Modern CTRM systems produce vast amounts of data. Over time this becomes a serious performance issue for customers, and one that is not easily solved. Historically, some CTRM companies have only provided rough guidelines on database maintenance. This leaves customers to try and solve these problems on their own utilizing custom scripting or even data warehousing. All the while end users of the CTRM application become increasingly unhappy with painfully slow performance.
There are three key solutions that can be implemented to help keep CTRM database sizes under control and make system performance as optimal as it can be: archiving, purging, and database maintenance.
Over time, certain types of data in a CTRM system is no longer needed in the live system, but due to audit controls or other internal controls the data is required to be retained. Moving this data out of the main database into an archive database can drastically improve performance.
The main areas to consider related to archiving are around audit history, pricing data, and valuation data. These three areas of modern CTRM systems house millions if not billions of records. Poor SQL queries, indexing, and other inefficiencies coupled with this amount of data can lead to serious performance issues.
By archiving the data, it can still be viewed by the customer in the CTRM system, and in some cases the data can even be moved back into the main database if required.
Some data in a CTRM database can be purged after a period of time. The difference between purging and archiving is that once data is purged, it is removed from the database completely and cannot be retrieved. Data eligible for purging could include error logging tables that become outdated or irrelevant after the error has been resolved. Typically, internal controls and audit dictate the duration of time data is required to be kept before purging. In some cases, the data is moved to the archive first, and then purged from there after a certain amount of time. Purging has the same result as archiving in that database size is reduced, which leads to more performant database access by the CTRM system.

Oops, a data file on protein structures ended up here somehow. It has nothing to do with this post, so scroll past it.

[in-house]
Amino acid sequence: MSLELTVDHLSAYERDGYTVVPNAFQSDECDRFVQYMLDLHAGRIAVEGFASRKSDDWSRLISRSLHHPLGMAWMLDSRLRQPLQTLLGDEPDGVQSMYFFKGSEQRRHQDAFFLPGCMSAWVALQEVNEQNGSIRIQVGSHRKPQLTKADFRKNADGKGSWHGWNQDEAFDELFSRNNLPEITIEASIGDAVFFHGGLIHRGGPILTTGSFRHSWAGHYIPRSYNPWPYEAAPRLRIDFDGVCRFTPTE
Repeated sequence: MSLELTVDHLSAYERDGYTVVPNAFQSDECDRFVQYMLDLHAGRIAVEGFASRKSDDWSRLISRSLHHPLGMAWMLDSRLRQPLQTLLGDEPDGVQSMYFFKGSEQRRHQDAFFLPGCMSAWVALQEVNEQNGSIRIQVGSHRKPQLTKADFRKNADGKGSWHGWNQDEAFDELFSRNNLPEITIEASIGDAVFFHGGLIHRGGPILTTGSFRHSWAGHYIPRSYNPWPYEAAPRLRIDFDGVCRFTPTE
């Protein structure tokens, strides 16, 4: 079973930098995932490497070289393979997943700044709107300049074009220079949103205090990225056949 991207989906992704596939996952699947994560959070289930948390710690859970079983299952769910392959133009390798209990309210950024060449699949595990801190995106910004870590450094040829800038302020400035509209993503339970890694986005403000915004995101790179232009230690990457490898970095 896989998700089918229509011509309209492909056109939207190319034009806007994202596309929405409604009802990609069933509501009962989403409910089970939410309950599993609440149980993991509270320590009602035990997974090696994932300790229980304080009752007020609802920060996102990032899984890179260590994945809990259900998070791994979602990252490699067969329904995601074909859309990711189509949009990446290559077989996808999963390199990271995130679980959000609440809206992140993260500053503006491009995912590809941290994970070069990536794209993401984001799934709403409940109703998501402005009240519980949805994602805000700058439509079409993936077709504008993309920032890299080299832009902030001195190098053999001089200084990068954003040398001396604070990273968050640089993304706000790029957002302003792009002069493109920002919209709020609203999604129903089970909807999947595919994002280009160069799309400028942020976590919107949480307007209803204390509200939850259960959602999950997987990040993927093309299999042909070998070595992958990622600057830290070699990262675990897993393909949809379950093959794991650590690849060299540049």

Database maintenance is often overlooked for most CTRM databases. Most CTRM vendors rely on the customers DBAs to do this with limited best practices if any. The result of this again appears to the end users of the CTRM system as performance issues in their day to day tasks. Some typical database maintenance tasks that should be performed regularly are:
- Statistics Updates
- Index Rebuild/Reorganize
- Performance Monitoring
The addition of indexes is also something that can drastically improve performance. An analysis of slow-performing functions of the system, along with performance and execution plan information from the database system, can shine a light on new indexes to add. For one customer that was experiencing extremely slow query times of more than 10 minutes, an analysis and several index changes improved the query times to under 1 minute.
Performance issues in CTRM systems can often be hard to pinpoint. By controlling the amount of data in the system through archiving and purging, along with recurring database maintenance, you can make the database, a typical bottleneck, as high performing as possible.
As with many tasks in the energy technology space, the challenges are in the details and the unexpected. These systems are not intuitive so before you leap, reach out!